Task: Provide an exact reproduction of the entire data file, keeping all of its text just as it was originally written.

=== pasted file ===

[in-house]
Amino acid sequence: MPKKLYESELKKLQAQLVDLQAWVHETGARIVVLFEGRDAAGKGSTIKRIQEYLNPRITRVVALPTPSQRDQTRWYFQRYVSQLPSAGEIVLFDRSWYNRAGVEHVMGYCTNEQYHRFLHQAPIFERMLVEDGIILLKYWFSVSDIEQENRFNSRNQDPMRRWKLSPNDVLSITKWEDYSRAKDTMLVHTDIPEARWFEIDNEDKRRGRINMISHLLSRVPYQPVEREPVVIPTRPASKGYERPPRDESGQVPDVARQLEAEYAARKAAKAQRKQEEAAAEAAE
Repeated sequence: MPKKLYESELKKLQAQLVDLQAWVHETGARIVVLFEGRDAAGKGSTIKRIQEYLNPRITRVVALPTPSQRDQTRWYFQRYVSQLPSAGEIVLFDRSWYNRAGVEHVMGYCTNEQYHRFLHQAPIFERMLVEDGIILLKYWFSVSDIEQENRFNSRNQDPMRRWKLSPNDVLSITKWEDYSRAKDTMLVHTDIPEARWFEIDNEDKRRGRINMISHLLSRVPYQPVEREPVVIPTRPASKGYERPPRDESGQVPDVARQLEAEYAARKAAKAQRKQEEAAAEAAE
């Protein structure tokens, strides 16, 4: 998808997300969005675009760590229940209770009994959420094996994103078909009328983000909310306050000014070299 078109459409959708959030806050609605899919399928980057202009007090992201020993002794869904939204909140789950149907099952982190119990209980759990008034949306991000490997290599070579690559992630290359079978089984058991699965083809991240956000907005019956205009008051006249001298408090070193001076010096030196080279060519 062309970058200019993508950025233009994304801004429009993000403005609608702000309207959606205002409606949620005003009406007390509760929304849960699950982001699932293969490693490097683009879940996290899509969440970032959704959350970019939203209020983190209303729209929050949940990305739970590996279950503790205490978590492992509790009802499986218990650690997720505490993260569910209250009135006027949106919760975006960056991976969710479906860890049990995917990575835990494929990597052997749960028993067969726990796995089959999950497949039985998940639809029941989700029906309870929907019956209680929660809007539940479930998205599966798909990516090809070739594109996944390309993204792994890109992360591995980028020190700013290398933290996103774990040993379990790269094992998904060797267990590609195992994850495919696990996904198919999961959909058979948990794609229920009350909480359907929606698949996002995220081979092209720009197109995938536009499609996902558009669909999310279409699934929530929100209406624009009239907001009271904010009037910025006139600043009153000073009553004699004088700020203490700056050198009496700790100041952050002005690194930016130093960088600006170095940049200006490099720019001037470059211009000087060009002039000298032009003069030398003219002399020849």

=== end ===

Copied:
[in-house]
Amino acid sequence: MPKKLYESELKKLQAQLVDLQAWVHETGARIVVLFEGRDAAGKGSTIKRIQEYLNPRITRVVALPTPSQRDQTRWYFQRYVSQLPSAGEIVLFDRSWYNRAGVEHVMGYCTNEQYHRFLHQAPIFERMLVEDGIILLKYWFSVSDIEQENRFNSRNQDPMRRWKLSPNDVLSITKWEDYSRAKDTMLVHTDIPEARWFEIDNEDKRRGRINMISHLLSRVPYQPVEREPVVIPTRPASKGYERPPRDESGQVPDVARQLEAEYAARKAAKAQRKQEEAAAEAAE
Repeated sequence: MPKKLYESELKKLQAQLVDLQAWVHETGARIVVLFEGRDAAGKGSTIKRIQEYLNPRITRVVALPTPSQRDQTRWYFQRYVSQLPSAGEIVLFDRSWYNRAGVEHVMGYCTNEQYHRFLHQAPIFERMLVEDGIILLKYWFSVSDIEQENRFNSRNQDPMRRWKLSPNDVLSITKWEDYSRAKDTMLVHTDIPEARWFEIDNEDKRRGRINMISHLLSRVPYQPVEREPVVIPTRPASKGYERPPRDESGQVPDVARQLEAEYAARKAAKAQRKQEEAAAEAAE
């Protein structure tokens, strides 16, 4: 998808997300969005675009760590229940209770009994959420094996994103078909009328983000909310306050000014070299 078109459409959708959030806050609605899919399928980057202009007090992201020993002794869904939204909140789950149907099952982190119990209980759990008034949306991000490997290599070579690559992630290359079978089984058991699965083809991240956000907005019956205009008051006249001298408090070193001076010096030196080279060519 062309970058200019993508950025233009994304801004429009993000403005609608702000309207959606205002409606949620005003009406007390509760929304849960699950982001699932293969490693490097683009879940996290899509969440970032959704959350970019939203209020983190209303729209929050949940990305739970590996279950503790205490978590492992509790009802499986218990650690997720505490993260569910209250009135006027949106919760975006960056991976969710479906860890049990995917990575835990494929990597052997749960028993067969726990796995089959999950497949039985998940639809029941989700029906309870929907019956209680929660809007539940479930998205599966798909990516090809070739594109996944390309993204792994890109992360591995980028020190700013290398933290996103774990040993379990790269094992998904060797267990590609195992994850495919696990996904198919999961959909058979948990794609229920009350909480359907929606698949996002995220081979092209720009197109995938536009499609996902558009669909999310279409699934929530929100209406624009009239907001009271904010009037910025006139600043009153000073009553004699004088700020203490700056050198009496700790100041952050002005690194930016130093960088600006170095940049200006490099720019001037470059211009000087060009002039000298032009003069030398003219002399020849």